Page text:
Excavation work, which includes agricultural activities, has required a “call before you dig” ticket since the 1980’s. Following a fatal gas explosion in 2015 caused by deep ripping over a transmission pipeline in Bakersfield, California lawmakers created a one-year Area of Continual Excavation (ACE) ticket available to farmers and certain flood control operators. The goal was to create a safe and less burdensome option to comply with the “call before you dig” law than the normal ticket process. This process will be available July 1, 2020.
The “call before you dig” process
Whether you use the new “ACE” ticket or the traditional ticket, follow these steps:
Step 1: Request a Ticket
Call “811” or use an online portal to contact the “one-call” center and request a ticket.
- Online: use www.811express.com/ (Northern California) or newtinb.digalert.org/direct/ (Southern California)
Request either a standard 28-day ticket, or a year-long “ACE” ticket:
- Year-long ACE ticket:
- Can be requested any time of year that is convenient for the farmer or flood control agency, and is valid for one year from date of issuance
- Must be renewed within one year if work continues
- Traditional 28-Day Ticket
- Must be requested at least 2 days prior to excavation, not including the day of the request
- Must be renewed within 28 days if work continues.
Step 2: Delineate boundaries of work area in white
Delineate the area IN WHITE using methods such as paint, flags, flour, white buckets, or sand bags.
Step 3: Wait two days for facility owners to contact you and mark the area
It’s the hardest part!
Step 4a: High priority pipeline? Have an onsite meeting
The facility owner will contact you if there is a “high priority” facility—usually a gas transmission or petroleum pipeline—within 10 feet of the work area.
- For an onsite meeting, have information available about the size, location of facility if known, type of work to be done, and workers authorized to perform work (including any subcontractors).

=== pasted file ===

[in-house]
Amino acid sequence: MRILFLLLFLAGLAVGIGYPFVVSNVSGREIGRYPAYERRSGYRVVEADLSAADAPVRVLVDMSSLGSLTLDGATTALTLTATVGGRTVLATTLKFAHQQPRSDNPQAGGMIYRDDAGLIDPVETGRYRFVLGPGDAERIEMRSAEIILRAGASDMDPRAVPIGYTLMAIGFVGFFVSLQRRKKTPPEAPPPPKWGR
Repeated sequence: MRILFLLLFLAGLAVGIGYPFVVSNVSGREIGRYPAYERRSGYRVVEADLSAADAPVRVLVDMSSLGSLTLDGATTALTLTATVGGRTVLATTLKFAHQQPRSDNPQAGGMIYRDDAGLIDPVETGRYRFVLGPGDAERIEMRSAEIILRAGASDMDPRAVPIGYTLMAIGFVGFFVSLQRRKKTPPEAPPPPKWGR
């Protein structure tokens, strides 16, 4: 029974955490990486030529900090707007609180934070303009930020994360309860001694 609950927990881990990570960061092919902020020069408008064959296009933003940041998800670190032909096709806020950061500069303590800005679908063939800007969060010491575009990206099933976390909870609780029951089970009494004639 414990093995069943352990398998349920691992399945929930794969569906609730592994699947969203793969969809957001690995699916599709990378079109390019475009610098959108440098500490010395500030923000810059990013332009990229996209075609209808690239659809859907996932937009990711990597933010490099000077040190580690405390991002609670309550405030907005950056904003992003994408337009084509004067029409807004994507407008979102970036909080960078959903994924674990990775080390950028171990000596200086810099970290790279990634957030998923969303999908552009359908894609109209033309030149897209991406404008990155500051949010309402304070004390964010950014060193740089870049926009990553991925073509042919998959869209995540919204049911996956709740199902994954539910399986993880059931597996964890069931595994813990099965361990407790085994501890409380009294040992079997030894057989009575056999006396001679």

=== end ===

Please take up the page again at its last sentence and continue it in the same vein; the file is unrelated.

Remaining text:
Step 4b: No high priority pipeline? Request a meeting, or start work!
If the facilities near the work area are not “high priority,” either you or the facility owner may initiate contact to discuss how best to stay safe around the line
Features of ACE tickets over traditional “call before you dig” tickets
ACE tickets will have several advantages over the traditional “call before you dig” ticket
- Good for one year instead of 28 days
- Good for you AND your subcontractors
- If there is a “high priority” facility, the facility owner must send someone to the onsite meeting with knowledge of the location of the facility, such as a superintendent, supervisor, or engineer.
- If you and the facility owner disagree about the location of a “high priority” facility—such as its depth—the facility owner must either provide documentation indicating the facility location or expose the line (you must, of course, have a valid basis for your understanding of the facility location).
New responsibilities of ACE ticket holders
The benefits of ACE tickets also come with new responsibilities.
- Be willing to have an onsite meeting with a facility operator if they request one.
- If there is a “high priority” facility, you must be able to describe all your farming activities during the duration of the ticket during the onsite meeting
- If there is a “high priority” facility, you, along with the facility owner, must complete and sign the ACE Agreement Form.
- If there is a “high priority” facility, you must inform everyone working the area, including subcontractors, of the terms of the ACE Agreement Form.
Tony Marino, Executive Officer, California Dig Safe Board email@example.com
Brittny Branaman, Policy & Budget Manager, California Dig Safe Board firstname.lastname@example.org
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